Why HR interims are sought-after in the public sector

Written by
Changeboard Team

01 Oct 2012

01 Oct 2012 • by Changeboard Team

The need for interims

Last quarter’s report revealed that HR interims with experience in managing and implementing restructuring programmes were a sought-after commodity because of restructuring in preparation for the new clinical commissioning groups. Though HR interims are still in high demand, we have found that senior-level change management professionals with solid NHS experience are fundamental to a successful transitional period and are therefore in particular demand. This  can be attributed to the necessity to streamline departments. 

Now more than ever, it’s important for change management specialists to deal with worry and stress among staff in order to manage motivation and performance in times of complex change. This has created a strong demand for efficient and experienced HR interims who can counteract negativity and help cultivate an atmosphere of positive staff sentiment.

A place for interims in the public sector

Employee relations are a hot topic at the moment. The upcoming disposal of primary care trusts has unsettled the public sector. The subsequent restructuring that this change has prompted is unnerving to some NHS professionals; pay freezes coupled with fear of redundancies have resulted in some permanent employees seeking new opportunities. To maintain critical services within HR departments, interims have been called upon to bridge the gap.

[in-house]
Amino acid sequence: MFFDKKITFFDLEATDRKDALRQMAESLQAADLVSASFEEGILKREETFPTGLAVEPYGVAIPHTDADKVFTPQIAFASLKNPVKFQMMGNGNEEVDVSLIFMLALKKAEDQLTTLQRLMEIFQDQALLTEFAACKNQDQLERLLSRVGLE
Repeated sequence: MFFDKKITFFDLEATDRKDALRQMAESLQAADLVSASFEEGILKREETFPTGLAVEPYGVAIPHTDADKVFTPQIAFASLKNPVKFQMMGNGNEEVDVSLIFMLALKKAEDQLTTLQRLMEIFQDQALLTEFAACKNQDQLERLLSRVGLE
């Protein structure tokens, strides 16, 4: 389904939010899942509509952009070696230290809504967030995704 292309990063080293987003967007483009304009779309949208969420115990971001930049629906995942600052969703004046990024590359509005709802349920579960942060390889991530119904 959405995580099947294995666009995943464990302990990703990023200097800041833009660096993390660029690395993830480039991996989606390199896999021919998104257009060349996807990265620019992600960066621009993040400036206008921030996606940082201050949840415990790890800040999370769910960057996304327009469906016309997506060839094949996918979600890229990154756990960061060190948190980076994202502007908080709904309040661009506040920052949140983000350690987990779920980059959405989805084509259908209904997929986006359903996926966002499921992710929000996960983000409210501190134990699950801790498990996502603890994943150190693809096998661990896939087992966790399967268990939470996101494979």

Project work

HR interims are enjoying the upsurge in opportunities and the challenging and rewarding projects that have presented themselves. Amid NHS restructuring, interims are also being drafted to look at long-standing, complex cases of employee absences within departments. There are also opportunities for merger specialists to oversee the psychological and performance-related implications amongst personnel as trusts merge ahead of new structures.

AWR update

Last year there were fears that the Agency Workers Regulations would dramatically change the face of the interim employment market. Thankfully, this does not seem to be the case. Professional candidates are still enjoying the flexibility and financial rewards of working as an interim and, as yet, we have not seen any hint of a reduction in roles since the legislation came into force.

The future of the interim market

There is no doubt that the HR interim market is healthy, particularly within the NHS. Primary care trusts are still reluctant to offer contracts for permanent staff, and until the new clinical commissioning groups are fully established, this trend is likely to continue. We are currently enjoying our busiest six months in three years, and this is partly due to the high calibre of interim candidates looking for opportunities. As the economy begins to recover, the option to hire interims without the commitment of permanent employment will continue to be an attractive option for employers.

Aside from the NHS, we predict other specialist divisions like financial services and commerce & industry will also experience demand for interim professionals. While the UK employment market as a whole faces an unpredictable future, the demand for interims will intensify while companies continue to restructure in order to become more efficient.